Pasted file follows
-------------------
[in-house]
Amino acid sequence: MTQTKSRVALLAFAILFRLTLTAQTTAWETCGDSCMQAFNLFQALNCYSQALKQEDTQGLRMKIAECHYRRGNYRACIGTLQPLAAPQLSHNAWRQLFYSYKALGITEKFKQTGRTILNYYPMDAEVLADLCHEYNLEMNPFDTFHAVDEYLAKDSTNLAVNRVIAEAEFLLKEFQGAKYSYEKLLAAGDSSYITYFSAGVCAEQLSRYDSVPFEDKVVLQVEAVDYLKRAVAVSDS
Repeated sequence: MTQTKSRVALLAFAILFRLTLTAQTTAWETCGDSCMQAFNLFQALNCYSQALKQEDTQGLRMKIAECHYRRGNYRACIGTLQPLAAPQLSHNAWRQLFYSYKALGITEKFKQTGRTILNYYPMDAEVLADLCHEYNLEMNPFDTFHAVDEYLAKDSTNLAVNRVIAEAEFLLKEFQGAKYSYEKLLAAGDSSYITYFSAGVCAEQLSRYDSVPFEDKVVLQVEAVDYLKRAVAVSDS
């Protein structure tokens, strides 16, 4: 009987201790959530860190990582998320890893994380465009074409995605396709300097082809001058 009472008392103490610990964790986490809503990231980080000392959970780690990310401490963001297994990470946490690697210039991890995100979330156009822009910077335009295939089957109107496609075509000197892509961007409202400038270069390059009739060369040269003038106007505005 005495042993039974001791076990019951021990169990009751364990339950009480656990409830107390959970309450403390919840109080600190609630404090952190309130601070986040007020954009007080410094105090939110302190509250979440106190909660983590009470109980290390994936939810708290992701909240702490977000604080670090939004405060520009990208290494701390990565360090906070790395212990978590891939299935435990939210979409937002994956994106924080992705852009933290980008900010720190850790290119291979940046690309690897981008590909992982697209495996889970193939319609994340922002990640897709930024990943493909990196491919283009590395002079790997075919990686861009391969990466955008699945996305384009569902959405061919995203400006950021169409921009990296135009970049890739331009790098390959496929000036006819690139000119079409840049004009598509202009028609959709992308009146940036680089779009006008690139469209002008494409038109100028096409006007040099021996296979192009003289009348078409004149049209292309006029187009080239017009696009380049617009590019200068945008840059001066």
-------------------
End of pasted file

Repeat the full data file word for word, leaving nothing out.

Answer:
[in-house]
Amino acid sequence: MTQTKSRVALLAFAILFRLTLTAQTTAWETCGDSCMQAFNLFQALNCYSQALKQEDTQGLRMKIAECHYRRGNYRACIGTLQPLAAPQLSHNAWRQLFYSYKALGITEKFKQTGRTILNYYPMDAEVLADLCHEYNLEMNPFDTFHAVDEYLAKDSTNLAVNRVIAEAEFLLKEFQGAKYSYEKLLAAGDSSYITYFSAGVCAEQLSRYDSVPFEDKVVLQVEAVDYLKRAVAVSDS
Repeated sequence: MTQTKSRVALLAFAILFRLTLTAQTTAWETCGDSCMQAFNLFQALNCYSQALKQEDTQGLRMKIAECHYRRGNYRACIGTLQPLAAPQLSHNAWRQLFYSYKALGITEKFKQTGRTILNYYPMDAEVLADLCHEYNLEMNPFDTFHAVDEYLAKDSTNLAVNRVIAEAEFLLKEFQGAKYSYEKLLAAGDSSYITYFSAGVCAEQLSRYDSVPFEDKVVLQVEAVDYLKRAVAVSDS
């Protein structure tokens, strides 16, 4: 009987201790959530860190990582998320890893994380465009074409995605396709300097082809001058 009472008392103490610990964790986490809503990231980080000392959970780690990310401490963001297994990470946490690697210039991890995100979330156009822009910077335009295939089957109107496609075509000197892509961007409202400038270069390059009739060369040269003038106007505005 005495042993039974001791076990019951021990169990009751364990339950009480656990409830107390959970309450403390919840109080600190609630404090952190309130601070986040007020954009007080410094105090939110302190509250979440106190909660983590009470109980290390994936939810708290992701909240702490977000604080670090939004405060520009990208290494701390990565360090906070790395212990978590891939299935435990939210979409937002994956994106924080992705852009933290980008900010720190850790290119291979940046690309690897981008590909992982697209495996889970193939319609994340922002990640897709930024990943493909990196491919283009590395002079790997075919990686861009391969990466955008699945996305384009569902959405061919995203400006950021169409921009990296135009970049890739331009790098390959496929000036006819690139000119079409840049004009598509202009028609959709992308009146940036680089779009006008690139469209002008494409038109100028096409006007040099021996296979192009003289009348078409004149049209292309006029187009080239017009696009380049617009590019200068945008840059001066």